Edna Goldsmith was a driving force in the establishment of the Ohio Federation of Temple Sisterhoods. A founder of the federation, she served as its first president from 1918 to 1923 and then served as honorary president until her death. From 1923 to 1929, she was a member of the executive board of the National Federation of Temple Sisterhoods. Goldsmith also served on the executive board of the Cleveland Council of Jewish Women and as president of the Temple’s Women’s Association. In her time outside of these commitments, she authored a book of Bible stories for children, Great Stories of the Bible (Old Testament) (1924).
Edna Goldsmith was born in Springfield, Ohio, on December 14, 1874. Her paternal grandfather, Theodore Goldsmith, was among the pioneers of Cleveland, settling there in 1849. Her maternal grandfather, Dr. Marcus Ahlenfeld, was a surgeon at the University of Maryland. Edna was the daughter of Herman and Hinda N. (Ahlenfeld) Goldsmith and had a brother, Marcus A. Goldsmith of New York, and three sisters, Mrs. Philip S. Goldberg and Mrs. Louis Bloch of Cleveland, and Mrs. James Lowenstein of Highland Park, Illinois.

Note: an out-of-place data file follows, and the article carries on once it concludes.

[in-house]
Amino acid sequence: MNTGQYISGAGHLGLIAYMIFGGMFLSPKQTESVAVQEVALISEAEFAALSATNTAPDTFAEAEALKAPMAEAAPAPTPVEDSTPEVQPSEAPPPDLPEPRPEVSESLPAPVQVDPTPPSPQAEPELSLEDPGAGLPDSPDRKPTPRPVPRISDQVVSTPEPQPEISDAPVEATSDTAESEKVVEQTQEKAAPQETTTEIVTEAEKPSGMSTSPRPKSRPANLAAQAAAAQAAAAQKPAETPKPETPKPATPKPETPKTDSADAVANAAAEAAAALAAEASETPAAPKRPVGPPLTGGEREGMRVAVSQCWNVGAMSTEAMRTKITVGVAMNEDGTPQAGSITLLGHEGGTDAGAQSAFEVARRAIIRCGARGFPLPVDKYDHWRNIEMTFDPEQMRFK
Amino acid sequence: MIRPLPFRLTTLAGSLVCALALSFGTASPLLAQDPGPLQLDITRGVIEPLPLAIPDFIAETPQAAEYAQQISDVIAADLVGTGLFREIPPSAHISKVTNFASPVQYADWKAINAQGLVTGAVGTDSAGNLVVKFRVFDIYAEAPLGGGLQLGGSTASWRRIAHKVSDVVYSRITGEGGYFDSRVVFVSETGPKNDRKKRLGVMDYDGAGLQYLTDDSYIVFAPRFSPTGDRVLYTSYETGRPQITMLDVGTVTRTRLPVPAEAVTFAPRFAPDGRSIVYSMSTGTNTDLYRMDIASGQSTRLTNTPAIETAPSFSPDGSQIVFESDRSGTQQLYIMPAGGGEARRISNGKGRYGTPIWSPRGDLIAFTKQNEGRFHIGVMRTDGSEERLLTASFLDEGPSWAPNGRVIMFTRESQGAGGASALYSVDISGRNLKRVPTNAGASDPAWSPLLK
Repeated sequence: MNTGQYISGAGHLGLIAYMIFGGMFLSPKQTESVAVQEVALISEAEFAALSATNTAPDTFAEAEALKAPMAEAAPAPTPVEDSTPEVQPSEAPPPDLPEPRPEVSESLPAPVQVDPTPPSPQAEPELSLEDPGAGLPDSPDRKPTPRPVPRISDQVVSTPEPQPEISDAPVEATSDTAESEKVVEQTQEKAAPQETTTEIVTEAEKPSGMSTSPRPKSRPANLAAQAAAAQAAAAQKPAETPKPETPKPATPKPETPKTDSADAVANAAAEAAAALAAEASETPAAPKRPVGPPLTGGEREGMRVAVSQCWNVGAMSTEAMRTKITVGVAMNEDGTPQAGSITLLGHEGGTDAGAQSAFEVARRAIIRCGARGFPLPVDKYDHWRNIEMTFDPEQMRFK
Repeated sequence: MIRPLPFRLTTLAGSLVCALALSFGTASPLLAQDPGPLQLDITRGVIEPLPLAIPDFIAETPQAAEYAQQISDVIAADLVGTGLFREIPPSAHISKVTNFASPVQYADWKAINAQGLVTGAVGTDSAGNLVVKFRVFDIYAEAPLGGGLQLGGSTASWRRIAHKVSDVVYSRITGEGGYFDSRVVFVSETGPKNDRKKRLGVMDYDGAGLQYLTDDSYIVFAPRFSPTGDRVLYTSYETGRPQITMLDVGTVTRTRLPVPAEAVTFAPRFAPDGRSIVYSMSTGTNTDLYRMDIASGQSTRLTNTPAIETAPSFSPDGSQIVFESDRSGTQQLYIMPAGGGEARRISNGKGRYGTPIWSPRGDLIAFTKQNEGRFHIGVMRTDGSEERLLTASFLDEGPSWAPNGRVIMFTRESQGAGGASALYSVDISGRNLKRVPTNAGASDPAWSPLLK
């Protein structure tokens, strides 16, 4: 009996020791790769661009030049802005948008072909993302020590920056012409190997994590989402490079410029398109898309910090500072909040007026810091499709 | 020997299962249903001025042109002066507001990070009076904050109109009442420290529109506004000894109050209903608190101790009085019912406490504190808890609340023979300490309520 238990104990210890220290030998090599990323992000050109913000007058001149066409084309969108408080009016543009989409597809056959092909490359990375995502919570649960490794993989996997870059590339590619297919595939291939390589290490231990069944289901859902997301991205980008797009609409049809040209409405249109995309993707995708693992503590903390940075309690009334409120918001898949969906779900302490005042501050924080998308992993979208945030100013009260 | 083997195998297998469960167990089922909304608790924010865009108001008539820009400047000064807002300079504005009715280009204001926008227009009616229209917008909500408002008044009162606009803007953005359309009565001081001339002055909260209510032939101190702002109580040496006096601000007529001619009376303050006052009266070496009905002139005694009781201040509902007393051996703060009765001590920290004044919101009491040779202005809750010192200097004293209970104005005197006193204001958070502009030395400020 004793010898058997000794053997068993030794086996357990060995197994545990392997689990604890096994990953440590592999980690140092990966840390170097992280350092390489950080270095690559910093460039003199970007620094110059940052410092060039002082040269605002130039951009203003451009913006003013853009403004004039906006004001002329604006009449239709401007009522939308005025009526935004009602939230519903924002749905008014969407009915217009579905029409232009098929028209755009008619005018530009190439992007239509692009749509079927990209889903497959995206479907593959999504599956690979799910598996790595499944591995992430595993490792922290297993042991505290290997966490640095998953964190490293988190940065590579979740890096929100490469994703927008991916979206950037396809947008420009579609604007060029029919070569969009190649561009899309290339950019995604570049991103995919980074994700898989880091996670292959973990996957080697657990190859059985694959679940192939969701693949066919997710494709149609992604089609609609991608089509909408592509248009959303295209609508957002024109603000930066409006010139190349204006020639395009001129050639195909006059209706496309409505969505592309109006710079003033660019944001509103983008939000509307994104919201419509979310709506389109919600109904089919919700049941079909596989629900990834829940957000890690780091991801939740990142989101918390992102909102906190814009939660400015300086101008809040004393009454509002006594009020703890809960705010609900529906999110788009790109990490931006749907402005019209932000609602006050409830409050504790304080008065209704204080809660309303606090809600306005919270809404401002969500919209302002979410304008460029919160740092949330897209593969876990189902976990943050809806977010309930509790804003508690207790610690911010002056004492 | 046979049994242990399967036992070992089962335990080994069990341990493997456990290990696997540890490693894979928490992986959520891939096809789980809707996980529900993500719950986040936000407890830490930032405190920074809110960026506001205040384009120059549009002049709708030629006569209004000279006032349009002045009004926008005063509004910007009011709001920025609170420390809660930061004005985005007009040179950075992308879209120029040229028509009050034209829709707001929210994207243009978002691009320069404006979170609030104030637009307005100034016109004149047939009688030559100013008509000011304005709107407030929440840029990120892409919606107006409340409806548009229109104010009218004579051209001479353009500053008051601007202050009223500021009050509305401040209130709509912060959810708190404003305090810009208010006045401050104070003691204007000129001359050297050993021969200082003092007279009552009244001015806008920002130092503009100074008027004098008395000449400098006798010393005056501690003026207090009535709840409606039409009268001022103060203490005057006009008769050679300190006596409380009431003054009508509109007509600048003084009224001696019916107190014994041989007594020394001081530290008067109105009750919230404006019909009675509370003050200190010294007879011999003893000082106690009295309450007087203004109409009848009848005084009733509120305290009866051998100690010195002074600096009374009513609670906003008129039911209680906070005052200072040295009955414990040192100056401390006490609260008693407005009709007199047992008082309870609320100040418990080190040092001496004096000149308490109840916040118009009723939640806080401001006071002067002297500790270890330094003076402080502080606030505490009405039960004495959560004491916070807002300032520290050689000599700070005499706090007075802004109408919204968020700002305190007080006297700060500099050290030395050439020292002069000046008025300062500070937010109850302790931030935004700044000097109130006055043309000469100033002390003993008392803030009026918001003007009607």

Throughout her life, Goldsmith was active in welfare organizations, concentrating particularly in the educational field. She served on the Board of Governors of the National Education League, and in recognition of her work in education, a Hebrew Union College Scholarship was established in her name in the early 1940s. As a member of the Consumers’ League, Goldsmith was also a leader in the campaign for the minimum wage. From 1914 to 1918, she was a member of the National Speakers Bureau for the U.S. Government.
Edna Goldsmith died on November 15, 1945, in Cleveland, Ohio, after a long illness.
AJYB 48:490; Goldsmith, Edna. Great Stories of the Bible (Old Testament) (1924); Jewish Review and Observer 17, no. 47 (November 23, 1945), 6:1; WWIAJ (1938).
How to cite this page
Ferguson, Lori A.. "Edna Goldsmith." Jewish Women: A Comprehensive Historical Encyclopedia. 1 March 2009. Jewish Women's Archive. (Viewed on February 5, 2016) <http://jwa.org/encyclopedia/article/goldsmith-edna>.